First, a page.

Senior Honduras Election Official: "The Trend Reversed Following a System Failure."

December 12, 2017

Jacob Wilson

This interview with Marco Ramiro Lobo, a non-voting member of the Honduran electoral authority (TSE by its Spanish acronym) was published on December 3rd by El Faro. In the days since, the TSE has conducted a partial review of actas in an attempt to satisfy concerns raised by international observers and the political opposition, and has agreed to recount the 5000 actas discussed in the interview. However, both the second and third-place finishers continue to reject the results provided by the TSE, which they say has lost all credibility. Both parties filed legal challenges to the results requesting a full vote-by-vote recount and the annulment of the elections, respectively. More than two weeks since the election, many questions remain about how things went so wrong.

He’s an alternate member but, after the president of the Supreme Electoral Tribunal (TSE in Spanish) of Honduras, he is the most visible of the tribunal’s four magistrates. He doesn’t have a vote, but he has a voice and he has made certain that he is heard. Marco Ramiro Lobo was appointed by the Honduran congress three years ago, and today he appears to be the magistrate most opposed to the decisions of the tribunal’s president, David Matamoros. He’s demanding an in-depth investigation of two system failures by the TSE’s vote-tallying technology. He admits that the TSE bears the primary responsibility for the political and social crisis gripping Honduras a week after its presidential election.

The tribunal consists of a magistrate, President David Matamoros, from the National Party, a representative from the Liberal Party, Erick Rodríguez, a member of the tiny Democratic Christian Party, Saúl Bonilla, and Lobo, a member of the small Party of Democratic Unification (UD). The Honduran congress refused to name a representative from the Free Party or the Party for Innovation and Unity (PINU), which make up the Opposition Alliance headed by Salvador Nasralla and Mel Zelaya, who are currently denouncing the reported results as fraudulent.

Without representatives on the tribunal, the opposition has relied on the resistance of magistrate Lobo to legitimate its concerns about the electoral process. But Lobo says there are clear differences of criteria among the members of the Tribunal: on one side Rodríguez and himself; on the other Matamoros and Bonilla.

After a week without official results, and violence breaking out in the streets, the TSE was scheduled to begin a special recount this Sunday [December 3rd], beginning with one thousand actas [tally sheets from voting stations signed by witnesses from political parties] sent to the TSE for special monitoring. Unfortunately, this recount will take place without observers from the Opposition Alliance, which has refused to endorse the process until the TSE commits to reviewing 5000 already processed actas with vote counts that have led to the suspicion that they were altered during the transmission process. Magistrate Lobo insists that these demands should be satisfied or else the final declaration of a winner will lack credibility.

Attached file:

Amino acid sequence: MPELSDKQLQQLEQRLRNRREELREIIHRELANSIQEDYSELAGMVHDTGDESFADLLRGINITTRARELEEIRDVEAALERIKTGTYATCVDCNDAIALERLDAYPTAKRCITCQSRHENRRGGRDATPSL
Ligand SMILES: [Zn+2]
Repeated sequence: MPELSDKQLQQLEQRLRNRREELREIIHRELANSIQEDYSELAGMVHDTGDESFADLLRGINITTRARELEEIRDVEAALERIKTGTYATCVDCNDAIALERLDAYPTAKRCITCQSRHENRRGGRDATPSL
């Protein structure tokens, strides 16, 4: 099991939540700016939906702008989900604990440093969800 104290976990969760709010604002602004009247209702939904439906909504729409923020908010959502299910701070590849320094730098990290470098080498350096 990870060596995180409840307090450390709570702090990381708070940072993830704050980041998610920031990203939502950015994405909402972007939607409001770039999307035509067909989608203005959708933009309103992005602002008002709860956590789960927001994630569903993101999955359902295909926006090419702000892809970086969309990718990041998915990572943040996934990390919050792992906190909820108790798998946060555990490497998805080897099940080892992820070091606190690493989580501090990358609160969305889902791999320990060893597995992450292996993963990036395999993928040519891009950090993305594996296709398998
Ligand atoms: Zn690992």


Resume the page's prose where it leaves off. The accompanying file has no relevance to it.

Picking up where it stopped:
How would you explain the current chaos?

Look, when the court met to outline its proceedings, we decided that we would give a preliminary announcement after tallying 750 actas and seeing a stable trend. But we didn’t end up doing this.

But the president of the Supreme Electoral Tribunal (TSE), David Matamoros, said late on the 26th that there wasn’t a stable trend… What does the tribunal qualify as a stable trend?

It’s a proportional representation of each of the country’s regions. We already had a stable trend that night. The tendency of the results had grown in favor of Nasralla. The president of the tribunal didn’t want to give the announcement because his party was losing.

Tell me a little bit about that night and the discussion to convince Matamoros to announce the results.

Two magistrates, Erick Rodríguez and I, wanted to give the preliminary results. The other two magistrates said the results were too close. We already had 57 percent of the actas, and they indicated a stable trend in voting outcome. At one in the morning (on Monday, the 27th) the Organization of American States (OAS) mediated an agreement. Two people came from the OAS: Gerardo de Icaza and Gerardo Vásquez. A statement needed to be made. I think this is the origin of the conflict, because this ten hour period of silence created enormous doubts. And within the tribunal there have continued to be different visions.

So you and Rodríguez had opposing views to those of Matamoros and Escobar?


But you’re an alternate on the tribunal. You don’t have the right to vote. So it was two versus one.